Societal Implications of Abolishing Juvenile Court
The juvenile justice system plays a vital role in the outcome of juvenile delinquents lives. If juvenile courts are abolished, juvenile offenders will be forced into adult prisons and harsher sentences may be given to young juveniles. The treatment and therapy needed for these young offenders may not be met in adult courts because of the back already in adult courts the rehabilitation process may suffer for juvenile offenders. Society collectively bears responsibility to provide for the welfare of its children, and does so by supporting families, communities, schools, and social institutions that nurture all young people-not by cynically incarcerating its most disadvantaged children "for their own good" (Feld, 1997). Societal implications can include: rise in crime by juvenile offenders, higher dropout rate in teens, rise in arrests of juvenile offenders, and rise in cost estimates for housing and court proceedings for juvenile offenders.
According to the Maricopa County Juvenile Justice Department in 2009 there were 1,018,192 children under the age of 18 and 24,114 of them were referred to the juvenile probation department. The most common crimes committed by the juveniles are using alcohol using marijuana, engaging in property destruction, and stealing something valued at more than $500, these crimes may increase because of the rehabilitation and prevention programs involved in the juvenile justice system will no longer exist and the focus on prevention programs in schools will have been abolished, therefore increasing the crime rate and arrests of juvenile offenders. Juveniles have a higher risk rate and are incorrigible by adults and peers; this may cause a higher member rate in juvenile gangs, and an increase in the teen dropout rate. The cost of juveniles in the adult court that is already at a 24 month trial a waiting period for adults will then increase this waiting period because of the...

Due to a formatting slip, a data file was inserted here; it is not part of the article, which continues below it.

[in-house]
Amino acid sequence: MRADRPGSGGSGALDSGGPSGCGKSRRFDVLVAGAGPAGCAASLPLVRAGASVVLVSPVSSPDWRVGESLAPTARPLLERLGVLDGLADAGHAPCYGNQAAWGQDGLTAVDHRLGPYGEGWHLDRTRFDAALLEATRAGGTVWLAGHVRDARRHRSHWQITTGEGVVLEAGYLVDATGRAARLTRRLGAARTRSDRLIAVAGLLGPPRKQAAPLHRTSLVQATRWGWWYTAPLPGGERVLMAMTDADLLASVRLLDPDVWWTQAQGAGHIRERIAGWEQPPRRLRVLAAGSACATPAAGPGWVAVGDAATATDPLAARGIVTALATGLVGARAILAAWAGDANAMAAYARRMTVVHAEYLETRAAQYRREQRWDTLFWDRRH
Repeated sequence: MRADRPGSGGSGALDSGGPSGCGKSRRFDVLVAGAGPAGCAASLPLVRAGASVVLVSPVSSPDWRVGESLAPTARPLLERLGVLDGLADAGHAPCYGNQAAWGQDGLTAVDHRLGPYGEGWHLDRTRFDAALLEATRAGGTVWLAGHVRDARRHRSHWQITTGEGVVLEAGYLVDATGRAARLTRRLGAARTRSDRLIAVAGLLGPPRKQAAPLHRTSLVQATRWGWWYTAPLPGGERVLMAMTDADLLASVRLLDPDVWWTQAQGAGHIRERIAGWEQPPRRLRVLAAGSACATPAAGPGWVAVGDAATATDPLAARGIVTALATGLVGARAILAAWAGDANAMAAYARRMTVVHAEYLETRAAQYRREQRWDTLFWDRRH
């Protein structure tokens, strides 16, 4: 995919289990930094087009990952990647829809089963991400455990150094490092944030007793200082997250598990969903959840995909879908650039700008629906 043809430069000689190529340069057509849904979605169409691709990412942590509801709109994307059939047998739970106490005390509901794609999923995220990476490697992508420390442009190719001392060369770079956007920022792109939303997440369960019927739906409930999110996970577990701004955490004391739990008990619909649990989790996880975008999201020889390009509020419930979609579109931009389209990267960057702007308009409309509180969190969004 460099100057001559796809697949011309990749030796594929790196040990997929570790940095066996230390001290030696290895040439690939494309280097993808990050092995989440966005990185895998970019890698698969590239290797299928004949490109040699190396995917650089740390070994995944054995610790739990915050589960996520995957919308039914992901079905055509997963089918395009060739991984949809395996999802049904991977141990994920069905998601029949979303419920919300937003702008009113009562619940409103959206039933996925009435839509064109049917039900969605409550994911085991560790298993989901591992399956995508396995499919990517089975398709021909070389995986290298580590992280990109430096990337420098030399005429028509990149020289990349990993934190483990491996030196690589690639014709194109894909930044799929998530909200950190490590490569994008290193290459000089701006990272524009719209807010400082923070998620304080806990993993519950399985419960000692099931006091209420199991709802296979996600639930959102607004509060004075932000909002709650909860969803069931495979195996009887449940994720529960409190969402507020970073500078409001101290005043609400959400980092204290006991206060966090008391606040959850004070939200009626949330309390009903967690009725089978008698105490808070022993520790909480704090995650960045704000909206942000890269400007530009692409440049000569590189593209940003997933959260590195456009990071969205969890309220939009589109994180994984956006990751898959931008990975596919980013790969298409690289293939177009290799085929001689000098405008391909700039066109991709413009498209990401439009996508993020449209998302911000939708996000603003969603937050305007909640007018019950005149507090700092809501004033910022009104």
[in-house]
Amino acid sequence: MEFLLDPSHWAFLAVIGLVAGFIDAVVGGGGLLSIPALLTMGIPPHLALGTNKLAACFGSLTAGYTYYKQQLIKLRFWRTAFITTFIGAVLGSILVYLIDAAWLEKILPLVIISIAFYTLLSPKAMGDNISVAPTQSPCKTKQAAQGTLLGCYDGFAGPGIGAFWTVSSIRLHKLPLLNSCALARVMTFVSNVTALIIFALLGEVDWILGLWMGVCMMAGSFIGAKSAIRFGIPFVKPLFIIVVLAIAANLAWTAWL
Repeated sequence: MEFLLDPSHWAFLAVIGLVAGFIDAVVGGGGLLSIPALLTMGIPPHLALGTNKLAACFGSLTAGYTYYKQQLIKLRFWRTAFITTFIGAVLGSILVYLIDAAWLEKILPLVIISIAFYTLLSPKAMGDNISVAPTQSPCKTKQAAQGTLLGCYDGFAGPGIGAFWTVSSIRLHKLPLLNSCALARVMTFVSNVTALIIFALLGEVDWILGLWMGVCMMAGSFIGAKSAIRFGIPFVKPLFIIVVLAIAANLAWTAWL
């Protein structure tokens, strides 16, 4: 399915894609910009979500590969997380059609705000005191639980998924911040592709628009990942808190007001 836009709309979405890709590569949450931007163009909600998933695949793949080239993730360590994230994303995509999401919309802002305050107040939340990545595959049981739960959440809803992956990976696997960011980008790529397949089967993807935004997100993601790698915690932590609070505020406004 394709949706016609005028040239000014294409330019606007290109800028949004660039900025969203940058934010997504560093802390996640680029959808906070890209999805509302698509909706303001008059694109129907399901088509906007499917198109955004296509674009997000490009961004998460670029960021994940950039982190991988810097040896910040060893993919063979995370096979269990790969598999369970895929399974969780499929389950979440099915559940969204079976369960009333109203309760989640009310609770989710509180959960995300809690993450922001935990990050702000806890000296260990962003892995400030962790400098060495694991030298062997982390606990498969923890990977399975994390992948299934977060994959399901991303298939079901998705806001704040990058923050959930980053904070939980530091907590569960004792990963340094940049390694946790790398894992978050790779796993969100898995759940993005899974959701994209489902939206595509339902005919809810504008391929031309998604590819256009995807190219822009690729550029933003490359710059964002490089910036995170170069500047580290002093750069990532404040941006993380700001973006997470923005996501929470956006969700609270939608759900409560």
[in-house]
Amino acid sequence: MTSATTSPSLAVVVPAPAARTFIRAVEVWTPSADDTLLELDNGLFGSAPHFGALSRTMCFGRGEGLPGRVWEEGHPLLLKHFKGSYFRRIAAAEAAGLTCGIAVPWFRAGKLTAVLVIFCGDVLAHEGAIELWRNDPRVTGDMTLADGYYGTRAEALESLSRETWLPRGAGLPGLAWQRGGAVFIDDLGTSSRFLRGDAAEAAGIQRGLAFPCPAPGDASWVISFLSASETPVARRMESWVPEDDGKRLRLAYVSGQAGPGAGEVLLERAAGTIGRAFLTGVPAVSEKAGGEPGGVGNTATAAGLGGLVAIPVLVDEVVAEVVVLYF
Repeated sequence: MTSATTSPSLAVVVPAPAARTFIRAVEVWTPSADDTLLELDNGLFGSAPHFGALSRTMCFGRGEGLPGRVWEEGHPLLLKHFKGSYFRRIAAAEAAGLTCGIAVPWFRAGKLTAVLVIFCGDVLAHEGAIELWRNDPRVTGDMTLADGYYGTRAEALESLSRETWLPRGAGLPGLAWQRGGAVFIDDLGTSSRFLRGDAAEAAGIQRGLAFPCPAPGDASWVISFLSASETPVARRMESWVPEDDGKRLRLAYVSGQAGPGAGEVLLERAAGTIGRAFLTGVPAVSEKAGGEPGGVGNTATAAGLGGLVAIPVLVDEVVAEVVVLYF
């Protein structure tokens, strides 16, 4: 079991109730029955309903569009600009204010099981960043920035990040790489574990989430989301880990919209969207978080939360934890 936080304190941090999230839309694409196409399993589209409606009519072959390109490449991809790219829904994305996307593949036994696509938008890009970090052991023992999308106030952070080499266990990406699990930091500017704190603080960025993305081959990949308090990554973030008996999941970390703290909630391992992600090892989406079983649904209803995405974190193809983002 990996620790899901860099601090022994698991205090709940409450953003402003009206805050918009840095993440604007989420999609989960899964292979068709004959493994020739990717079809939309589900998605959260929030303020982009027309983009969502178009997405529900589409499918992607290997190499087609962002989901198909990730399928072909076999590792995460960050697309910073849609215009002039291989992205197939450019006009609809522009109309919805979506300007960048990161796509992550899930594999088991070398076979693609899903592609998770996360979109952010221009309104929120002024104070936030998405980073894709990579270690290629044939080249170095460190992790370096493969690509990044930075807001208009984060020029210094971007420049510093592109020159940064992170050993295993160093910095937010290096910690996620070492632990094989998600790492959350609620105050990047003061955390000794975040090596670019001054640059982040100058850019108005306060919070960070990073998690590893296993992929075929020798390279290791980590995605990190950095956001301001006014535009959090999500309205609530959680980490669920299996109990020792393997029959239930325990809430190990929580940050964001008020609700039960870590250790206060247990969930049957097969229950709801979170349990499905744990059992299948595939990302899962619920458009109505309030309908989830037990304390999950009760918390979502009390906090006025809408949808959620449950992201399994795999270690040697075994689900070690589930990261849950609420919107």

References: Feld, B. (1997). Abolish the juvenile court: Youthfulness, criminal responsibility, and sentencing policy. Journal of Criminal Law & Criminology. Retrieved March 14, 2010 from http://www.uwec.edu/patchinj/crmj302/feld.htm
Maricopa County Juvenile Justice Department. (FY 2009). Workload statistics. Retrieved March 14, 2010 from http://www.superiorcourt.maricopa.gov/JuvenileProbation/docs/2009DataBook.pdf
A Reflective Comparison of the Juvenile Criminal Justice System v. the Adult Criminal Justice System. (2006). AnaiRhoads.org. Retrieved March 14, 2010 from http://www.anairhoads.org/calderon/juvadult.shtml
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